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American English: Quiz

  
  
  
  

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More interesting facts on American English

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Question 1: In some accents, particularly those from Philadelphia to ________, [æ] and [eə] can even contrast sometimes, as in Yes, I can [kæn] vs.
New York metropolitan areaNew York CityBrooklynManhattan

Question 2: American blends include motel, guesstimate, ________ and televangelist.
Broadcast syndicationSaturday morning cartoonInfomercialFox Broadcasting Company

Question 3: Ever since the ________, a great number of terms connected with the U.S.
United StatesMassachusettsUnited States ConstitutionAmerican Revolution

Question 4: American English (variously abbreviated AmE, AE, AmEng, USEng, en-US,[1] also known as United States English, or U.S. English) is a set of dialects of the ________ used mostly in the United States.
CanadaEnglish languageSouth AfricaSouth African English

Question 5:
Which of the following titles did American English have?
Love Love Love: English Version
Murray Professor of English Literature at Princeton University
Lady of the English
Articles Related to American English

Question 6: Dialect Survey of the United States, by Bert Vaux et al., ________.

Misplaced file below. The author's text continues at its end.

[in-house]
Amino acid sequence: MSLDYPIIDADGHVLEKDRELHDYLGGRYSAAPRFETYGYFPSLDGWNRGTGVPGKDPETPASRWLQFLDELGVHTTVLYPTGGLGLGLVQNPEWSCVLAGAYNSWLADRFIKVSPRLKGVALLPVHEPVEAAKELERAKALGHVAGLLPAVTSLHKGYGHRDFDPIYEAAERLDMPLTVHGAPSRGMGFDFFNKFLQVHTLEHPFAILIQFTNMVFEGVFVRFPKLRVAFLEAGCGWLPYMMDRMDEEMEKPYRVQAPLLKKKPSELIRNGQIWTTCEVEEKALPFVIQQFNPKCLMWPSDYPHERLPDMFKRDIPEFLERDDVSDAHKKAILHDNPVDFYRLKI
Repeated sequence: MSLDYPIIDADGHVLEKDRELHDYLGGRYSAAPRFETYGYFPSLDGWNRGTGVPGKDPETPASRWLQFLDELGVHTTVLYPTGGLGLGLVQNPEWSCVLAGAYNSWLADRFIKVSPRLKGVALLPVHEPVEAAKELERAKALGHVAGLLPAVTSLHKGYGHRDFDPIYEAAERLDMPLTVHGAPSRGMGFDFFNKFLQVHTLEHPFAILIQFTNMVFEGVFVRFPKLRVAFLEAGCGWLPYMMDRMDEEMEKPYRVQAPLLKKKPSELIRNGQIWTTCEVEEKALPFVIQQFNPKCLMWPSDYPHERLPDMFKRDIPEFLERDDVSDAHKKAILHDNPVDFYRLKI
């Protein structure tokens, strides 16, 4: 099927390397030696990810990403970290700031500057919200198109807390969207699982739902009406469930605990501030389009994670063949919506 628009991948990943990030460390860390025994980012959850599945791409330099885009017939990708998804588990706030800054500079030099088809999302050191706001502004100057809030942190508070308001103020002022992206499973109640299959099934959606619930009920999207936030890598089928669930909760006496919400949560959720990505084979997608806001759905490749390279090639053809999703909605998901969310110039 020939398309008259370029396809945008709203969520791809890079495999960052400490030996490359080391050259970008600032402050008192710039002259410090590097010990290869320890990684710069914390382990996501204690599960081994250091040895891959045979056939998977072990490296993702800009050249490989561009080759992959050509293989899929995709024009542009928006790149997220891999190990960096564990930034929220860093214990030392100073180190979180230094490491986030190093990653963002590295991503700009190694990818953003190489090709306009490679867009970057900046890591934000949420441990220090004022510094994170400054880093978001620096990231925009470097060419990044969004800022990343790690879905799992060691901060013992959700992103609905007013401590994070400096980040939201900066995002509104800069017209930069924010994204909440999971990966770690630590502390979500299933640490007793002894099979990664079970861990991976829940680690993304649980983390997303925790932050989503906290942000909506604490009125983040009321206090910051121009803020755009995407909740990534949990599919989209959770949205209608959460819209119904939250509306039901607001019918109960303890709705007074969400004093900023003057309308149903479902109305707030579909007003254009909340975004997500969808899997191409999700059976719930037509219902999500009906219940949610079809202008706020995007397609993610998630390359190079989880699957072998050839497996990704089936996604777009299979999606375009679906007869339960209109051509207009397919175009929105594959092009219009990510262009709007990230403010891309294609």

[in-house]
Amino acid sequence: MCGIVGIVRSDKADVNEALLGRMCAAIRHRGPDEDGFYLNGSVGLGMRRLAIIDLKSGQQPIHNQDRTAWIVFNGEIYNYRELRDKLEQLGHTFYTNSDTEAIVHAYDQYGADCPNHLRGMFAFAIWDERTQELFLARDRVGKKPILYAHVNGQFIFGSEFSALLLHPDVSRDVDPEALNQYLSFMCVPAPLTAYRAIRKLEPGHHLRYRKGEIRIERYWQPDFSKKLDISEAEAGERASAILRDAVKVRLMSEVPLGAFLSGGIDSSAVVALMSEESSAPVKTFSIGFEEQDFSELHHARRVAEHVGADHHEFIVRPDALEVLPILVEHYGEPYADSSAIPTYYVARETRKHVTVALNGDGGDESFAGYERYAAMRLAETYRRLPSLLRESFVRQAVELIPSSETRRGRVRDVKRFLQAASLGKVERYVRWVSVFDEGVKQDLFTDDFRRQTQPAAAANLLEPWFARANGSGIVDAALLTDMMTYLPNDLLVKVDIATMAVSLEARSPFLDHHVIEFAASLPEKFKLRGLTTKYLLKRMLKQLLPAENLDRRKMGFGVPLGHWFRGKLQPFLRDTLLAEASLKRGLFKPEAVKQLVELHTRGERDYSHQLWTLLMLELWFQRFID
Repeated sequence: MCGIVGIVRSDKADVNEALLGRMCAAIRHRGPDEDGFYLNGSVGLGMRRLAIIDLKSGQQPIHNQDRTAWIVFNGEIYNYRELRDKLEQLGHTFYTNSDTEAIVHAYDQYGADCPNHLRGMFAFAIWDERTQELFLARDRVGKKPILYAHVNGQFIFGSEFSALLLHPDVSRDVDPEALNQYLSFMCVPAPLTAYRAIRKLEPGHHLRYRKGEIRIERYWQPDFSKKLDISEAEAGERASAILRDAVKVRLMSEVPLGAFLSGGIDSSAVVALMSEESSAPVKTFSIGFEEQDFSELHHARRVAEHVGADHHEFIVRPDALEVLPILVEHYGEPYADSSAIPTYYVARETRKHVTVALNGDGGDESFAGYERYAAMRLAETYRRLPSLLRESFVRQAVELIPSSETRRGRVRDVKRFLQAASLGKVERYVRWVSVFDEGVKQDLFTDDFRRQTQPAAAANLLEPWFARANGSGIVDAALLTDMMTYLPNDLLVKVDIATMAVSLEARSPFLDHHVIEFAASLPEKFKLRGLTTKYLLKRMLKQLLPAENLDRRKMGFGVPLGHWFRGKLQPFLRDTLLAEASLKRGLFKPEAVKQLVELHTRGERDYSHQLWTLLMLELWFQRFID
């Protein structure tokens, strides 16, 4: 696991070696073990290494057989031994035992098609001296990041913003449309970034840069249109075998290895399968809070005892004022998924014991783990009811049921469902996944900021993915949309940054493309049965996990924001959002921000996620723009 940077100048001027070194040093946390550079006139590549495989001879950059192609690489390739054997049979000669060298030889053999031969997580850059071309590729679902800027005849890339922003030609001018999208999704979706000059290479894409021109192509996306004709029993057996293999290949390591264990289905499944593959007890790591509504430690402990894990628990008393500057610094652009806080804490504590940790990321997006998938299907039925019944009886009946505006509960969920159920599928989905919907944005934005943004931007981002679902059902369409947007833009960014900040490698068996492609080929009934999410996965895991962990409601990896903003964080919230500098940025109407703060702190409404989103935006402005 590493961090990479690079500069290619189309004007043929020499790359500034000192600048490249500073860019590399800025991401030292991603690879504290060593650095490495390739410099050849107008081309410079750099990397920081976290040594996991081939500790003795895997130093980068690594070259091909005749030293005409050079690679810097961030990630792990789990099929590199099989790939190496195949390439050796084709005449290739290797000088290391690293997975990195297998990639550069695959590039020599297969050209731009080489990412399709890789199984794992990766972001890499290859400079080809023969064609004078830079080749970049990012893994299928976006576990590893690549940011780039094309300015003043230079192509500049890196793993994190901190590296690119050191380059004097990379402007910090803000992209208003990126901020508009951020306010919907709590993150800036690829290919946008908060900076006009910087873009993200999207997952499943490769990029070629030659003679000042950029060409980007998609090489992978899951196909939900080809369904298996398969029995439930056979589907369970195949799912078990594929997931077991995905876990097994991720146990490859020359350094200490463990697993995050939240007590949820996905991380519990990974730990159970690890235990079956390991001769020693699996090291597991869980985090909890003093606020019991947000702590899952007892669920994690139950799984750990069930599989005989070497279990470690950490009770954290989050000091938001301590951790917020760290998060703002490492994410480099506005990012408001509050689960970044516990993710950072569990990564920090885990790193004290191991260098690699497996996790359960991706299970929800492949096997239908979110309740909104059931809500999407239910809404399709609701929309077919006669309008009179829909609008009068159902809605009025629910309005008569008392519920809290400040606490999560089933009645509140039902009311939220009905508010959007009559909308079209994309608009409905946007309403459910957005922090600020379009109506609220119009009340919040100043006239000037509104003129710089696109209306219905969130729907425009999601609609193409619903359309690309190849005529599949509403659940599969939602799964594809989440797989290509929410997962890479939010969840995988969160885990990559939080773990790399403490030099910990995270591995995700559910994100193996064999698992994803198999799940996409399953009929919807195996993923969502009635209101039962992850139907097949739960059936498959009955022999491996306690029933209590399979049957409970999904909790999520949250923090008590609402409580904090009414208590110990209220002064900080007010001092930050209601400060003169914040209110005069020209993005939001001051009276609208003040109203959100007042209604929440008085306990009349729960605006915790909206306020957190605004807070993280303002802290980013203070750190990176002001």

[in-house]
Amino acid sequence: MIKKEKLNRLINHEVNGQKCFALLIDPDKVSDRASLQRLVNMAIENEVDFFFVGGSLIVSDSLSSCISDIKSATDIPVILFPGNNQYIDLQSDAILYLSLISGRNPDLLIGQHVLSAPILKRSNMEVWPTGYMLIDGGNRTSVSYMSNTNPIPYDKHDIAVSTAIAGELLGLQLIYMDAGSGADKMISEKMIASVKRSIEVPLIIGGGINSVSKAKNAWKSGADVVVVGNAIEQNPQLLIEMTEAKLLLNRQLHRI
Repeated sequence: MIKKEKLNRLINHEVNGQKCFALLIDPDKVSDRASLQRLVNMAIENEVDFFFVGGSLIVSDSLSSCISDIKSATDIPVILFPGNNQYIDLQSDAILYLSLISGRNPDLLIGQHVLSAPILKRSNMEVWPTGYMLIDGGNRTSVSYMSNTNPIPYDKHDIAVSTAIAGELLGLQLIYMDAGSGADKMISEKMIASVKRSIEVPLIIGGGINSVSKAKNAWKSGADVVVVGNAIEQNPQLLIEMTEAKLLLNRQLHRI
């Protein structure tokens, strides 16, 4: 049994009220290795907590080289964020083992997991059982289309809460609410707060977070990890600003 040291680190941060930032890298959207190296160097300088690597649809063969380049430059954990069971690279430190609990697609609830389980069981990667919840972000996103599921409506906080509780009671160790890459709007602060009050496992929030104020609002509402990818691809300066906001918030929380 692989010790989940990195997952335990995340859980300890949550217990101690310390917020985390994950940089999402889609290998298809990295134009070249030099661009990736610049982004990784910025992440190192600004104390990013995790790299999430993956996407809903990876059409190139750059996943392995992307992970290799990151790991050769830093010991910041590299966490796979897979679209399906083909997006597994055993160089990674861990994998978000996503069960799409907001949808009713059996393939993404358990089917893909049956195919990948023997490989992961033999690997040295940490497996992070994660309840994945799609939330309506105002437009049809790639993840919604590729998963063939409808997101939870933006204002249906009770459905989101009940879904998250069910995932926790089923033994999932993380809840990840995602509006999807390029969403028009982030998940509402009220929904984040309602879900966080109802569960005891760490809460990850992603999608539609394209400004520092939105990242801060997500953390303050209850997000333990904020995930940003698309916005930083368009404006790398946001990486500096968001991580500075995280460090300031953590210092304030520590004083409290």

Harvard CrimsonBrown UniversityRutgers UniversityHarvard University

Question 7: West of the ________ begins the broad zone of what is generally called "Midland" speech.
VirginiaGreat PlainsRocky MountainsAppalachian Mountains

Question 8: ________
List of British words not widely used in the United StatesList of words having different meanings in British and American English: A–LAmerican EnglishList of American words not widely used in the United Kingdom

Question 9: This merger originated in Southern American English but is now also sometimes found in parts of the Midwest and West as well, especially in people with roots in the mountainous areas of the ________.
Southeastern United StatesSouth Atlantic StatesSouthern United StatesUpland South

Question 10: A number of words and meanings that originated in Middle English or ________ and that always have been in everyday use in the United States dropped out in most varieties of British English; some of these have cognates in Lowland Scots.
ThouOld EnglishEarly Modern EnglishEnglish language
















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